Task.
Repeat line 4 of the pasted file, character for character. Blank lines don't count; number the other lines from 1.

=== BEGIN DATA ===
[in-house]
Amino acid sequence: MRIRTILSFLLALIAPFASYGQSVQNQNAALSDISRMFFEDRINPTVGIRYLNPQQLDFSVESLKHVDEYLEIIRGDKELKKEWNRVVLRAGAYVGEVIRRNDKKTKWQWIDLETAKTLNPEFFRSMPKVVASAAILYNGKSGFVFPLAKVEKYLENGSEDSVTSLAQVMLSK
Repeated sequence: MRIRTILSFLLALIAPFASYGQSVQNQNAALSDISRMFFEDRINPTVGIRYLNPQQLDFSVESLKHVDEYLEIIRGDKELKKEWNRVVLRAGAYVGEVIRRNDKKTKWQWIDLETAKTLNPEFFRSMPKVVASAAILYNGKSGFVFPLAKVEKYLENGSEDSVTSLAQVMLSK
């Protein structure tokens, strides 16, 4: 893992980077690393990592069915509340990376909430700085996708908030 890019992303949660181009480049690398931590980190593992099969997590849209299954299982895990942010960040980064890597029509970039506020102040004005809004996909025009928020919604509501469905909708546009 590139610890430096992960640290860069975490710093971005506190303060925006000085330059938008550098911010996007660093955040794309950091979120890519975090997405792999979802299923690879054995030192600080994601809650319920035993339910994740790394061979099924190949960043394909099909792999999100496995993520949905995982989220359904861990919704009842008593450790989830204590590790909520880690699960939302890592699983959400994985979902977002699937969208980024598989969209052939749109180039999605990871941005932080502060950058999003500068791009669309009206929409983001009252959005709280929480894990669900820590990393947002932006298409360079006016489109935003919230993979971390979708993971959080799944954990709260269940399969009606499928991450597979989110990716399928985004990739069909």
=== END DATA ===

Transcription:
């Protein structure tokens, strides 16, 4: 893992980077690393990592069915509340990376909430700085996708908030 890019992303949660181009480049690398931590980190593992099969997590849209299954299982895990942010960040980064890597029509970039506020102040004005809004996909025009928020919604509501469905909708546009 590139610890430096992960640290860069975490710093971005506190303060925006000085330059938008550098911010996007660093955040794309950091979120890519975090997405792999979802299923690879054995030192600080994601809650319920035993339910994740790394061979099924190949960043394909099909792999999100496995993520949905995982989220359904861990919704009842008593450790989830204590590790909520880690699960939302890592699983959400994985979902977002699937969208980024598989969209052939749109180039999605990871941005932080502060950058999003500068791009669309009206929409983001009252959005709280929480894990669900820590990393947002932006298409360079006016489109935003919230993979971390979708993971959080799944954990709260269940399969009606499928991450597979989110990716399928985004990739069909």